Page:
It’s impossible to pinpoint exactly when people started ripping barn doors off their hinges and bringing them indoors. But, as with other modern farmhouse trends of the past few years, the lion’s share of blame for barn door ubiquity can be placed on Chip and Joanna Gaines—the former stars of “Fixer Upper” and proponents of rustic, minimal interiors. Now, we see these things everywhere.
Because they don’t swing, barn doors are often considered a countrified twist on the pocket door. But rather than slide inside the wall to save space, they just hang there.
We predicted this trend would’ve bought the farm by now, even declaring it over at the end of 2016. However, somehow, the craze has continued. Homeowners use them in place of traditional doors, to separate spaces, and even in lieu of wall art.
But I think barn doors need to go, and it turns out I have plenty of company. Here are a few reasons why it’s high time to put these babies out to pasture.
They work only for a very specific decor style
They’re called barn doors for a reason. Unless you have a rustic design scheme—modern farmhouse, industrial farmhouse, or some other iteration of farmhouse chic—you’re simply pushing the boundaries of good taste. While there are certain decor trends that you can introduce to any type of home (subway tiles and statement ceilings, I’m thinking of you), barn doors don’t blend. It’s hard to picture them working well in a restored Victorian or a house with traditional decor, isn’t it?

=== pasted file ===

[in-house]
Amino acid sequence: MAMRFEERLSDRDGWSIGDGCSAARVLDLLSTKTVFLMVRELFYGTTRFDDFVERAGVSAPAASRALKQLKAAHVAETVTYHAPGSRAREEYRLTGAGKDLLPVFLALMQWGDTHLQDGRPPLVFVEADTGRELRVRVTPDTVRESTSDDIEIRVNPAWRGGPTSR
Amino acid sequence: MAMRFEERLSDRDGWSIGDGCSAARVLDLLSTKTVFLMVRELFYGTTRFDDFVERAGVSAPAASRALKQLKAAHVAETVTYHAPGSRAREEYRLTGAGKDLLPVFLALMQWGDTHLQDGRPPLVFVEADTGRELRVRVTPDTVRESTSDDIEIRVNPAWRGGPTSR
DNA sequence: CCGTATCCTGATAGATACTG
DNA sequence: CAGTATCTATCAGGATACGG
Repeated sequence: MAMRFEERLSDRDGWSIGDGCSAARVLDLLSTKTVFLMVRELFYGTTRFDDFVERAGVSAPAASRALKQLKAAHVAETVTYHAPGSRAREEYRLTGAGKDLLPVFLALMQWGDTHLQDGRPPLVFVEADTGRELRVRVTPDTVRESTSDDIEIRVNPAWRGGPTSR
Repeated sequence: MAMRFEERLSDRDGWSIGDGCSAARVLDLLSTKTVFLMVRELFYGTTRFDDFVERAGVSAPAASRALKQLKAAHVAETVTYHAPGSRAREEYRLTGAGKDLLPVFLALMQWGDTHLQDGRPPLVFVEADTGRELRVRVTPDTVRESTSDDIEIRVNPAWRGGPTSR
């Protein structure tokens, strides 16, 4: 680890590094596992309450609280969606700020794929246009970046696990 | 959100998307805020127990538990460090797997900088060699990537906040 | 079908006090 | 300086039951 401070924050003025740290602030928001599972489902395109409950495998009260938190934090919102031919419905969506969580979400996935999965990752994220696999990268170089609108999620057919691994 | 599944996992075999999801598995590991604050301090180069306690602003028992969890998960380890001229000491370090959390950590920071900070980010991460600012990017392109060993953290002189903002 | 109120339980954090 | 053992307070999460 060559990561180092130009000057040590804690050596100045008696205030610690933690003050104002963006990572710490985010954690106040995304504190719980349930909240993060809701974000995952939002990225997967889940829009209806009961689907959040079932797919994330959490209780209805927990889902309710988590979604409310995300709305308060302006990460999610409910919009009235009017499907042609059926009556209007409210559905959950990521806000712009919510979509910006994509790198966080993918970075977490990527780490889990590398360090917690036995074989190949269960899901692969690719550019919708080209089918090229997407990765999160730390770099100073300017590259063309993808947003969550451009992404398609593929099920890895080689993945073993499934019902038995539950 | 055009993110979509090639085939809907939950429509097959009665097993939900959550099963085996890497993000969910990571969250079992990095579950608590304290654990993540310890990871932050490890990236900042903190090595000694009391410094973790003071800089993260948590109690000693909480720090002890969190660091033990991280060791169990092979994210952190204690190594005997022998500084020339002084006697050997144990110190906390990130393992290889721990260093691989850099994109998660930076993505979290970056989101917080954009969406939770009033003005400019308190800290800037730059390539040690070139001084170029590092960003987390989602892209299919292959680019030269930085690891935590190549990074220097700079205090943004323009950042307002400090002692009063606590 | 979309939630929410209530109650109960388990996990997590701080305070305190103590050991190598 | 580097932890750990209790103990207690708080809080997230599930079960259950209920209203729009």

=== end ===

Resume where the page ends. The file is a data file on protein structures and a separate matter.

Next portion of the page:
They offer very little quiet … or privacy
I recently stayed at a hotel where the bathroom had a barn door. Let’s just say it didn’t exactly glide smoothly along that mounting hardware. Clickety-clack at 3 a.m.? No, thank you.
And despite my attempts at securing the flimsy lock so I might have a bit of privacy when using the loo, the barn door slid open faster than you could say, “Old MacDonald.” That slab of wood might as well have been made of glass.
Reddit user PandaDentist understands where I’m coming from: “Everyone can see you poop; it’s like a gas station bathroom.”
They dominate the room
Much like if you brought a farm animal indoors, once there’s a barn door in a room, it’s hard to look at anything else. The barn door itself—and the hardware it rolls on—tends to overwhelm a space.
They require a lot of hardware
If there were an award for the most obtrusive hardware, barn doors would win, hands down. While some may argue it’s part of their charm, the chunky metal track and wheels are a lot, especially if you install multiple doors in the same area.
Converting back to traditional doors can be costly
What happens if you decide you’re over your barn doors—or you buy a home and want to remove the rustic thresholds ASAP? It could cost you an arm and a leg.
“I got a call from a homeowner that bought a house and wanted to convert all barn doors into swing doors,” says Reddit user Lunchtime1130, a remodeling contractor. “I gave them a quote to remove the old jambs, barn door hardware, install new jambs, hang the existing fir doors in the jambs, and repair the drywall, then paint. Homeowners couldn’t believe how much it would cost.”
Porch.com estimates the cost to install a door jamb is around $280 per door. Ouch!
They’re past their prime
So look, if you love barn doors and you’ve always envisioned them in your home, follow your bliss. By all means, pursue your farmhouse fantasy. Put barn doors in every room if you feel so inclined! But keep in mind their polarizing nature if you’re considering selling your home anytime soon. Not every potential buyer will be charmed by them. Sorry.
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